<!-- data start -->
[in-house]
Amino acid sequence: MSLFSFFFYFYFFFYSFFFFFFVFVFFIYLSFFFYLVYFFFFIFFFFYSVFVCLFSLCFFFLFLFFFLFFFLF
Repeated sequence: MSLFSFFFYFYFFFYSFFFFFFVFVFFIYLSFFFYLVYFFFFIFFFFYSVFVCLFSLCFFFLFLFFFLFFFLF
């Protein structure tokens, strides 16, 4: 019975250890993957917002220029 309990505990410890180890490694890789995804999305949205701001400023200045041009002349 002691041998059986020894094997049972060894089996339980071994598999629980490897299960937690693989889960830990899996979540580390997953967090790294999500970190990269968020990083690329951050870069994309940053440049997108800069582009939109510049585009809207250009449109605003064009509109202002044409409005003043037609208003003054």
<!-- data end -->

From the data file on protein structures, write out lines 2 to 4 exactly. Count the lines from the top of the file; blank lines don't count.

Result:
Amino acid sequence: MSLFSFFFYFYFFFYSFFFFFFVFVFFIYLSFFFYLVYFFFFIFFFFYSVFVCLFSLCFFFLFLFFFLFFFLF
Repeated sequence: MSLFSFFFYFYFFFYSFFFFFFVFVFFIYLSFFFYLVYFFFFIFFFFYSVFVCLFSLCFFFLFLFFFLFFFLF
């Protein structure tokens, strides 16, 4: 019975250890993957917002220029 309990505990410890180890490694890789995804999305949205701001400023200045041009002349 002691041998059986020894094997049972060894089996339980071994598999629980490897299960937690693989889960830990899996979540580390997953967090790294999500970190990269968020990083690329951050870069994309940053440049997108800069582009939109510049585009809207250009449109605003064009509109202002044409409005003043037609208003003054």